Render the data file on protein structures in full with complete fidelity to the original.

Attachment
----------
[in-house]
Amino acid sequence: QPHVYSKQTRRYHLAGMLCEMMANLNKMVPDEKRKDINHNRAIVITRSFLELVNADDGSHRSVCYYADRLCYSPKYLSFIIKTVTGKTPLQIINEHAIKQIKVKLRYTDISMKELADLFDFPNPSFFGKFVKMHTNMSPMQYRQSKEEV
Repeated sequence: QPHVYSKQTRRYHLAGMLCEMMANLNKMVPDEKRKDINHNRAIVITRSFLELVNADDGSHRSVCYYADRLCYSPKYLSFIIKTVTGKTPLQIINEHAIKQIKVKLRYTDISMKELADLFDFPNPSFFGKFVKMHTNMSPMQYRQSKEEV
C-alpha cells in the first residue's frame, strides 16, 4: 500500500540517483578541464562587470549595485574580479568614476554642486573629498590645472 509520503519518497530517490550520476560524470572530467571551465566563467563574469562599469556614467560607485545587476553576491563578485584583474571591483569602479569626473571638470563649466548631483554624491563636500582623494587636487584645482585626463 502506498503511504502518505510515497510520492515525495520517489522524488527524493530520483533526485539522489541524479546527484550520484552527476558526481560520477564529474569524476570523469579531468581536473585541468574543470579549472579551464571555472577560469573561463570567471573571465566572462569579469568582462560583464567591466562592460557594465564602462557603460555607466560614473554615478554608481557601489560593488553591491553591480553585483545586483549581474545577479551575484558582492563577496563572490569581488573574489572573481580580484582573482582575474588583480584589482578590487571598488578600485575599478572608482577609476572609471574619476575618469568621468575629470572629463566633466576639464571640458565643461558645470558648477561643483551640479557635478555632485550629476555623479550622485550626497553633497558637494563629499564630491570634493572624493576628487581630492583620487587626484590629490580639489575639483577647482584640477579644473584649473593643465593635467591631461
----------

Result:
[in-house]
Amino acid sequence: QPHVYSKQTRRYHLAGMLCEMMANLNKMVPDEKRKDINHNRAIVITRSFLELVNADDGSHRSVCYYADRLCYSPKYLSFIIKTVTGKTPLQIINEHAIKQIKVKLRYTDISMKELADLFDFPNPSFFGKFVKMHTNMSPMQYRQSKEEV
Repeated sequence: QPHVYSKQTRRYHLAGMLCEMMANLNKMVPDEKRKDINHNRAIVITRSFLELVNADDGSHRSVCYYADRLCYSPKYLSFIIKTVTGKTPLQIINEHAIKQIKVKLRYTDISMKELADLFDFPNPSFFGKFVKMHTNMSPMQYRQSKEEV
C-alpha cells in the first residue's frame, strides 16, 4: 500500500540517483578541464562587470549595485574580479568614476554642486573629498590645472 509520503519518497530517490550520476560524470572530467571551465566563467563574469562599469556614467560607485545587476553576491563578485584583474571591483569602479569626473571638470563649466548631483554624491563636500582623494587636487584645482585626463 502506498503511504502518505510515497510520492515525495520517489522524488527524493530520483533526485539522489541524479546527484550520484552527476558526481560520477564529474569524476570523469579531468581536473585541468574543470579549472579551464571555472577560469573561463570567471573571465566572462569579469568582462560583464567591466562592460557594465564602462557603460555607466560614473554615478554608481557601489560593488553591491553591480553585483545586483549581474545577479551575484558582492563577496563572490569581488573574489572573481580580484582573482582575474588583480584589482578590487571598488578600485575599478572608482577609476572609471574619476575618469568621468575629470572629463566633466576639464571640458565643461558645470558648477561643483551640479557635478555632485550629476555623479550622485550626497553633497558637494563629499564630491570634493572624493576628487581630492583620487587626484590629490580639489575639483577647482584640477579644473584649473593643465593635467591631461